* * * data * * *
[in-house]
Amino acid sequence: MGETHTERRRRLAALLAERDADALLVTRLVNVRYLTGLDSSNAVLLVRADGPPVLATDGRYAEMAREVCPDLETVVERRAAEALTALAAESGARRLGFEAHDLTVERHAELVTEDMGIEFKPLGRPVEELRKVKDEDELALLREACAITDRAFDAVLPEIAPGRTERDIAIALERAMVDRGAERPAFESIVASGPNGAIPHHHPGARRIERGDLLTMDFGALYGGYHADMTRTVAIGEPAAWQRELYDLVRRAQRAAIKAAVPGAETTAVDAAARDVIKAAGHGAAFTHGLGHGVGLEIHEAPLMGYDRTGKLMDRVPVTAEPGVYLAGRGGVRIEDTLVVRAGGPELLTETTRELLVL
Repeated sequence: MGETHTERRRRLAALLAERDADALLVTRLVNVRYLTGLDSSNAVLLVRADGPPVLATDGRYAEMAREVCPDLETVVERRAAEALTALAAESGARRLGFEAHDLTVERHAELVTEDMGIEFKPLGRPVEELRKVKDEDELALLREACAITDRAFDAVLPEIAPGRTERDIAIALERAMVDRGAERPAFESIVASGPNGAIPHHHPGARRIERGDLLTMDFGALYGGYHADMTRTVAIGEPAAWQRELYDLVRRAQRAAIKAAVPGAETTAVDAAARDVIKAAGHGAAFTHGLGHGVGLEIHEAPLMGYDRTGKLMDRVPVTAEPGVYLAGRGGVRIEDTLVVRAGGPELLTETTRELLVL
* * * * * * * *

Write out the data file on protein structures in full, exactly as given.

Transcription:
[in-house]
Amino acid sequence: MGETHTERRRRLAALLAERDADALLVTRLVNVRYLTGLDSSNAVLLVRADGPPVLATDGRYAEMAREVCPDLETVVERRAAEALTALAAESGARRLGFEAHDLTVERHAELVTEDMGIEFKPLGRPVEELRKVKDEDELALLREACAITDRAFDAVLPEIAPGRTERDIAIALERAMVDRGAERPAFESIVASGPNGAIPHHHPGARRIERGDLLTMDFGALYGGYHADMTRTVAIGEPAAWQRELYDLVRRAQRAAIKAAVPGAETTAVDAAARDVIKAAGHGAAFTHGLGHGVGLEIHEAPLMGYDRTGKLMDRVPVTAEPGVYLAGRGGVRIEDTLVVRAGGPELLTETTRELLVL
Repeated sequence: MGETHTERRRRLAALLAERDADALLVTRLVNVRYLTGLDSSNAVLLVRADGPPVLATDGRYAEMAREVCPDLETVVERRAAEALTALAAESGARRLGFEAHDLTVERHAELVTEDMGIEFKPLGRPVEELRKVKDEDELALLREACAITDRAFDAVLPEIAPGRTERDIAIALERAMVDRGAERPAFESIVASGPNGAIPHHHPGARRIERGDLLTMDFGALYGGYHADMTRTVAIGEPAAWQRELYDLVRRAQRAAIKAAVPGAETTAVDAAARDVIKAAGHGAAFTHGLGHGVGLEIHEAPLMGYDRTGKLMDRVPVTAEPGVYLAGRGGVRIEDTLVVRAGGPELLTETTRELLVL